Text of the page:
Keep us involved on trans-Pennine rail plans, council leaders urge Grayling

West Yorkshire's council leaders have urged Transport Secretary Chris Grayling to keep them involved in decisions about the planned upgrade of the trans-Pennine rail route.

Mr Grayling met with leaders from the West Yorkshire Combined Authority in London yesterday to discuss the future of rail projects in the region.

It comes after the Transport Secretary was heavily criticised for failing to attend a backbench debate on transport in the North and sending a junior Minister on his behalf.

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The council leaders, which include Bradford's Susan Hinchcliffe and Wakefield's Peter Box, released a statement describing the meeting with Mr Grayling as "challenging but positive and constructive meeting".

The Yorkshire Post understands that they asked for any decisions about the schedule of work for any rail electrification and the nature of consultations to be discussed with them first.

They said: "In the meeting he committed to ensuring that the Trans Pennine Rail Upgrade would be a significant share of government rail funding over the next five years, which we welcomed.

“We did stress though that we should be involved ahead of any final decisions being taken on the details of exactly what this would mean.

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"We also stressed the importance of investment in the East Coast mainline, of HS2 East and the Calder Valley line plus Northern Powerhouse Rail with its stop in Bradford."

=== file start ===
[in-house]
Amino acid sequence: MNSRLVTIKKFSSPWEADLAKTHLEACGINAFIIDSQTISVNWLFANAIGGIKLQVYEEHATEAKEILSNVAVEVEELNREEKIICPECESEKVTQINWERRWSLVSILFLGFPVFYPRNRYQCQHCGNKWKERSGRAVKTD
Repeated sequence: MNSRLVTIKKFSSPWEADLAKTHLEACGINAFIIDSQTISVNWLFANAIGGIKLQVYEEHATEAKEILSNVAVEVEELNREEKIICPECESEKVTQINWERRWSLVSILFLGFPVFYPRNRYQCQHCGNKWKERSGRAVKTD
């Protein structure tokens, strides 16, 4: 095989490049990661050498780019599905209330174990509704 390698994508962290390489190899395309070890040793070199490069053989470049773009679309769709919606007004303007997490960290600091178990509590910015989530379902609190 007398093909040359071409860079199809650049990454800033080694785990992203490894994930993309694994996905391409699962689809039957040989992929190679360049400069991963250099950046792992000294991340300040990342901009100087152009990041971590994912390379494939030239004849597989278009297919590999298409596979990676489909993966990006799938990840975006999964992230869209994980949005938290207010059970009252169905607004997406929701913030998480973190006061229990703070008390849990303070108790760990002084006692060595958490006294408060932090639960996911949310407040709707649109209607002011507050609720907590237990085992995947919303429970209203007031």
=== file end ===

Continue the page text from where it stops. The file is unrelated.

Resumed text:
As Prime Minister and Chancellor respectively, David Cameron and George Osborne repeatedly pointed to their promise to electrify the trans-Pennine route as evidence of their commitment to the North.

Mr Grayling’s predecessor, Sir Patrick McLoughlin, commissioned a report identifying future lines which should be prioritised for electrification after 2019.

The Leeds-Harrogate-York and Calder Valley lines were among those recommended by the electrification task force’.

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But earlier this year Mr Grayling cancelled electrification along a stretch of the Midland Mainline and suggested complete electrification may not be the answer to improving trans-Pennine journeys.

In September he announced £5m to help develop digital signalling as part of the upgrade to the trans-Pennine route which would allow more trains to use the track.